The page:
COAL POLICIES:
DOING THE NUMBERS

At least 43 French financial institutions, gathered in 28 financial groups, now have policies limiting their financial services to the thermal coal sector. This covers the majority of France’s big financial institutions:

  • All commercial banks;
  • The two large insurers and reinsurers active in the coal sector;
  • At least 38 investors, including 16 of the 18 French investors listed in Willis Towers Watson’s ranking of the 500 largest asset managers in the world.

Quality, however, is still an issue. The impact of the adopted policies on the coal industry depends on two things: the exposure of the financial player to the coal sector and the scope and strength of the exclusion criteria mandated by the policy.

And here, our analysis shows that not all policies are equal.

To this day, only 10 French financial groups have adopted a policy with an effective overall strategy to support the coal phase-out in the timeframe needed to meet the 1.5°C target. This applies to Crédit Agricole, La Banque Postale Asset Management, AXA, Crédit Mutuel, AG2R La Mondiale, SCOR on its investment side, MACIF, OFI Asset Management, Meeschaert and CNP Assurances.


Coal Policy Tool

Not everyone has a policy

While the number of 43 coal policies sounds impressive, we shouldn’t forget that hundreds of members make up the Paris financial center. La Française AM and ODDO BHF AM are two large investors without any policy. Both are listed in Willis Towers Watson’s ranking of the 500 largest asset managers in the world.

In 2020, Rothschild & Co adopted its first investment coal policy and announced in 2020 that it would stop providing advisory mandates for new coal projects. However, no measure has been taken on the advisory mandates for the selling and acquisition of existing coal assets. The business bank has been involved in several deals in recent years by helping companies like Engie to sell their existing coal plants instead of closing them. The last dodgy deal is the selling by Uniper of its two French coal plants to the Czech magnate Daniel Kretinsky and its company EPH. The bank has also been involved in the selling of assets by Adani to raise capital for its giant Carmichael coal mine in Australia, from which it finally withdrew under pressure from civil society.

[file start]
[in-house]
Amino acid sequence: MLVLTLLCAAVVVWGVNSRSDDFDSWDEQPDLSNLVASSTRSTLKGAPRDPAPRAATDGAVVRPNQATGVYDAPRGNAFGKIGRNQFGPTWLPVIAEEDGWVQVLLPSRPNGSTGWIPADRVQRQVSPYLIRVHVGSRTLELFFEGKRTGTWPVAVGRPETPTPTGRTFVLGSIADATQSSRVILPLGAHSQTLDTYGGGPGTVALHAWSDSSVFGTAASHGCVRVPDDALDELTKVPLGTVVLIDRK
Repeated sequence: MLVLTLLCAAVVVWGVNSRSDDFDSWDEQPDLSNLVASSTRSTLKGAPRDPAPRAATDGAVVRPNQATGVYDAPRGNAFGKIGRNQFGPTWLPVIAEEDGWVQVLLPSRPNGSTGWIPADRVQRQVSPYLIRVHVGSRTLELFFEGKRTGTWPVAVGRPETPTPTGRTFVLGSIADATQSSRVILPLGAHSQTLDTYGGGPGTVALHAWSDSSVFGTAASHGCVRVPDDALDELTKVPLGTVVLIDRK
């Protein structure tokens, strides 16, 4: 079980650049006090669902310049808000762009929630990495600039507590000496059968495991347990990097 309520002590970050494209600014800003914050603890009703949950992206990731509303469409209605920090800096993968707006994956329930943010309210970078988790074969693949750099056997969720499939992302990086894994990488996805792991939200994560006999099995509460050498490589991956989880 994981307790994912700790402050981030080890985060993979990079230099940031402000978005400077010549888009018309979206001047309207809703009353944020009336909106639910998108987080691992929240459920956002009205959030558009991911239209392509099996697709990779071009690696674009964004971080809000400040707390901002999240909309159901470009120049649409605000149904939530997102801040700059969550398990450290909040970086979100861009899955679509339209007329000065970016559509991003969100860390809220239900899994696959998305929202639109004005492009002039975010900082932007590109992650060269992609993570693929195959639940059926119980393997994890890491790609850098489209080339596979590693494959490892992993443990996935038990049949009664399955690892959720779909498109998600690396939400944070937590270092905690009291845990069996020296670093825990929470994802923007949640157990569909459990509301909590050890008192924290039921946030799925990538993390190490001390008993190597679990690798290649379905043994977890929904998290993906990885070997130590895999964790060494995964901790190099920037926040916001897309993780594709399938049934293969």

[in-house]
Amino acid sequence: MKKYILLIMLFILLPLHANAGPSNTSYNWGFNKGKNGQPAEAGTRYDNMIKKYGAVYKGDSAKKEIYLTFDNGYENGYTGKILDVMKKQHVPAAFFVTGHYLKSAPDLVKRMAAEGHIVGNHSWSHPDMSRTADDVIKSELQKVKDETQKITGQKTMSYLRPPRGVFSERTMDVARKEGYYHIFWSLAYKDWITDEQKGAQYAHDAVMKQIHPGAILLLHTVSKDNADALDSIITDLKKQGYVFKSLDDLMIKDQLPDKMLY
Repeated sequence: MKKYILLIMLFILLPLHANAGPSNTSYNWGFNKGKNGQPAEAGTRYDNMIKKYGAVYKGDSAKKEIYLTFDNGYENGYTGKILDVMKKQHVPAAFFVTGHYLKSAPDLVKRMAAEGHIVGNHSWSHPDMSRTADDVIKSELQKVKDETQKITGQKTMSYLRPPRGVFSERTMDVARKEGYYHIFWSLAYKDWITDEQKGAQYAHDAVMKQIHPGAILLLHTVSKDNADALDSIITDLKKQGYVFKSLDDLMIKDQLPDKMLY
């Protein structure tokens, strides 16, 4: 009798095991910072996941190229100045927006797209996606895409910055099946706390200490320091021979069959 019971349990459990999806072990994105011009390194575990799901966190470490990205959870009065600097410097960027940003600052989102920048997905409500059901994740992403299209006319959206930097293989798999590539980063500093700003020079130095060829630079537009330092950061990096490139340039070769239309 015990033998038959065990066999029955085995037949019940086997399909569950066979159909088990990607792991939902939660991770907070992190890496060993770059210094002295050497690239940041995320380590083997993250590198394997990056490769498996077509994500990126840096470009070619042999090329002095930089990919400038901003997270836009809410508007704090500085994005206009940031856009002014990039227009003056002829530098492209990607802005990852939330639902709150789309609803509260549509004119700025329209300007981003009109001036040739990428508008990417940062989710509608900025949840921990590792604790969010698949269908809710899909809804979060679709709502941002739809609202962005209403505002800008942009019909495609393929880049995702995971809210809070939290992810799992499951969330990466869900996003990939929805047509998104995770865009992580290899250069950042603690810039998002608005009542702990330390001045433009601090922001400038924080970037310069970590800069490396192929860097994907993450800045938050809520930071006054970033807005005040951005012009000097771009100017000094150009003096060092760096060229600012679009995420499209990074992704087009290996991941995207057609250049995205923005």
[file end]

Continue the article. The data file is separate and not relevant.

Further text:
Frequent updates, but still falling short

The state of play of policies adopted by French financial players is particularly worrying when put in perspective. French financial players began to adopt exclusion policies covering the entire coal sector in 2015. In addition, 11 French financial players have reviewed their policies one or more times in order to integrate new criteria or strengthen existing criteria: two policies were updated in 2016, three in 2017, four in 2018 and eight in 2019.

The French banks BNP Paribas, Crédit Agricole, Société Générale and Natixis have all reviewed their policies, with a total of 6 revisions between 2015 and 2019. But these multiple revisions have not prevented them from financing more than US$ 18 billion to companies planning new coal plants between 2017 and September 2019.

It is urgent to accelerate

On July 2nd last year, the Paris financial center, through its professional federations, announced that its members – banks, insurers and investors – would adopt a global strategy to exit the coal sector by mid-2020. The final objective stated in their communications: contributing to the carbon neutrality target by 2050.

However, this commitment is not restrictive and no sanction mechanism has been put in place for financial institutions that do not follow through. We also fear that many coal phase-out plans will not be aligned with the objective of limiting global warming to 1.5°C.

Two months before the announced deadline, only eight financial institutions have responded to the commitment and adopted an effective policy to support a coal phase-out in the timeframe needed to meet the 1.5°C target. Others have indicated that they are working on a policy. The coronavirus crisis may slow down their work. However, an extension of the mid-2020 deadline beyond 2020 is not justifiable.Exit to page back-end

The coronavirus crisis erupted in March, eight months after the Paris financial center commitment, and does not have the same impact on all financial players’ services. Moreover, the incompatibility of any new coal mine or coal plant with the Paris Agreement objectives as well as the urgency of rapidly phasing out coal have been repeated time and again by international political and scientific bodies even before 2015. Since then, scientists have only been specifying the speed and scale of the efforts that need to be made and the dates by which countries must have stopped producing electricity from coal.

The appalling slowness of financial players to adopt strong coal phase-out policies only demonstrates the need for regulation to force these institutions to stop granting financial services that are incompatible with a 1.5°C trajectory.

Go to the Coal Policy Tool